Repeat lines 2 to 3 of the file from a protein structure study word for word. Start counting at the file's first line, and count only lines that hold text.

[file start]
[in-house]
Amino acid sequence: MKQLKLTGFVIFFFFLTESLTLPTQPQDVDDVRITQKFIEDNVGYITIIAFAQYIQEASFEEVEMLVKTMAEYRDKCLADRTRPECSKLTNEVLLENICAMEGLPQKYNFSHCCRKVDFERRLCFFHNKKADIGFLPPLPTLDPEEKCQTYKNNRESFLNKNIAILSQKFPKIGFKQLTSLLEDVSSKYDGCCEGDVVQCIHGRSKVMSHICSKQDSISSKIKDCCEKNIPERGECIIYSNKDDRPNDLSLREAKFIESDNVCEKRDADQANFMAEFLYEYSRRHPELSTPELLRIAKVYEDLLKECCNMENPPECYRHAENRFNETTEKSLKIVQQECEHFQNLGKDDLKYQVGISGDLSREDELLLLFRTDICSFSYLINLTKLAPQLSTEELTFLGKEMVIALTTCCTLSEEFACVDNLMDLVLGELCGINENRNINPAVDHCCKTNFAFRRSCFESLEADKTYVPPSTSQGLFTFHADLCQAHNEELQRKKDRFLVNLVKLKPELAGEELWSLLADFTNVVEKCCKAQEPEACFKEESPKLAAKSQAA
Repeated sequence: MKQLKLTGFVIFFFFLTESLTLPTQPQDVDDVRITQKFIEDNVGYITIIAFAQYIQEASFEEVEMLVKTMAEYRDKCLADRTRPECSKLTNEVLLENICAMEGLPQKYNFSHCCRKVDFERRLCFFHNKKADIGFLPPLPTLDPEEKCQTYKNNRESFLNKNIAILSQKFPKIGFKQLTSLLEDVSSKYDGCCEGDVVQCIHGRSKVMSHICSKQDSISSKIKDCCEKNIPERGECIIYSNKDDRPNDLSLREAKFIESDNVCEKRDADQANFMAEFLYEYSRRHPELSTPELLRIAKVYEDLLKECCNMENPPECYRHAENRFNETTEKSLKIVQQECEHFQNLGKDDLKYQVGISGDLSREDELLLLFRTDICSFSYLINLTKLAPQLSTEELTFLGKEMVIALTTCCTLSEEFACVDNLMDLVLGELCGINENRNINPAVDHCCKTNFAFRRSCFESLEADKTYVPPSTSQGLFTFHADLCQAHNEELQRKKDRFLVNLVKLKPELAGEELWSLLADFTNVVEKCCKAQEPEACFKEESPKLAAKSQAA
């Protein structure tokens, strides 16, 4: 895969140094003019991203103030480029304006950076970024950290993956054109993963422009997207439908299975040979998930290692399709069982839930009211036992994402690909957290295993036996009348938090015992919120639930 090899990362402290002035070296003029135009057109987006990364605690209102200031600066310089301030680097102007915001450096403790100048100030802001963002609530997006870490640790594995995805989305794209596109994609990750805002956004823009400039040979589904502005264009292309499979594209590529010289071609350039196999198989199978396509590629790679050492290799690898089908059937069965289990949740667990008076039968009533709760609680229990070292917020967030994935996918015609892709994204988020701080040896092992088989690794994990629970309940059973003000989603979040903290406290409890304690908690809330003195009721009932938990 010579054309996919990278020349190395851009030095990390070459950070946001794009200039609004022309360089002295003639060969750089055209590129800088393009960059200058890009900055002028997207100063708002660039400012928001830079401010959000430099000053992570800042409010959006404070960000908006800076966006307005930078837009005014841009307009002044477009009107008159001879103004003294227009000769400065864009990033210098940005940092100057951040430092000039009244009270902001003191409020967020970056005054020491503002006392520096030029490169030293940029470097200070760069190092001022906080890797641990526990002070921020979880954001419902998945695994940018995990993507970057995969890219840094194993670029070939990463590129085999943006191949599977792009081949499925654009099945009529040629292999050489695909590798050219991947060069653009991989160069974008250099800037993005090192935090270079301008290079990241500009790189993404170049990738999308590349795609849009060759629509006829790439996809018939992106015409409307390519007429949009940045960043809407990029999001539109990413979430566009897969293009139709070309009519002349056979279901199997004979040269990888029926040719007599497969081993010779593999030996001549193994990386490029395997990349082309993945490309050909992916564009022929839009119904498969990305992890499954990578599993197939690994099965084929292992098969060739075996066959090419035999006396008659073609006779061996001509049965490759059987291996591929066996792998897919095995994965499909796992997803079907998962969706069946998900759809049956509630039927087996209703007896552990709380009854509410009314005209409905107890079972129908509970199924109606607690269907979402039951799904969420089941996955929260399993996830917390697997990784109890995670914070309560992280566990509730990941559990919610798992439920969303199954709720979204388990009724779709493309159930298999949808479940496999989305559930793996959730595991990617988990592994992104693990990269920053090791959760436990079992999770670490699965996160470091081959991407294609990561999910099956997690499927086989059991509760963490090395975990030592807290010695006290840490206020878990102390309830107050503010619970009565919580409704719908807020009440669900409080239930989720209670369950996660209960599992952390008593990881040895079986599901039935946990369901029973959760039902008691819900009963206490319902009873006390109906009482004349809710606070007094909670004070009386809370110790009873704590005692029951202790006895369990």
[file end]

Amino acid sequence: MKQLKLTGFVIFFFFLTESLTLPTQPQDVDDVRITQKFIEDNVGYITIIAFAQYIQEASFEEVEMLVKTMAEYRDKCLADRTRPECSKLTNEVLLENICAMEGLPQKYNFSHCCRKVDFERRLCFFHNKKADIGFLPPLPTLDPEEKCQTYKNNRESFLNKNIAILSQKFPKIGFKQLTSLLEDVSSKYDGCCEGDVVQCIHGRSKVMSHICSKQDSISSKIKDCCEKNIPERGECIIYSNKDDRPNDLSLREAKFIESDNVCEKRDADQANFMAEFLYEYSRRHPELSTPELLRIAKVYEDLLKECCNMENPPECYRHAENRFNETTEKSLKIVQQECEHFQNLGKDDLKYQVGISGDLSREDELLLLFRTDICSFSYLINLTKLAPQLSTEELTFLGKEMVIALTTCCTLSEEFACVDNLMDLVLGELCGINENRNINPAVDHCCKTNFAFRRSCFESLEADKTYVPPSTSQGLFTFHADLCQAHNEELQRKKDRFLVNLVKLKPELAGEELWSLLADFTNVVEKCCKAQEPEACFKEESPKLAAKSQAA
Repeated sequence: MKQLKLTGFVIFFFFLTESLTLPTQPQDVDDVRITQKFIEDNVGYITIIAFAQYIQEASFEEVEMLVKTMAEYRDKCLADRTRPECSKLTNEVLLENICAMEGLPQKYNFSHCCRKVDFERRLCFFHNKKADIGFLPPLPTLDPEEKCQTYKNNRESFLNKNIAILSQKFPKIGFKQLTSLLEDVSSKYDGCCEGDVVQCIHGRSKVMSHICSKQDSISSKIKDCCEKNIPERGECIIYSNKDDRPNDLSLREAKFIESDNVCEKRDADQANFMAEFLYEYSRRHPELSTPELLRIAKVYEDLLKECCNMENPPECYRHAENRFNETTEKSLKIVQQECEHFQNLGKDDLKYQVGISGDLSREDELLLLFRTDICSFSYLINLTKLAPQLSTEELTFLGKEMVIALTTCCTLSEEFACVDNLMDLVLGELCGINENRNINPAVDHCCKTNFAFRRSCFESLEADKTYVPPSTSQGLFTFHADLCQAHNEELQRKKDRFLVNLVKLKPELAGEELWSLLADFTNVVEKCCKAQEPEACFKEESPKLAAKSQAA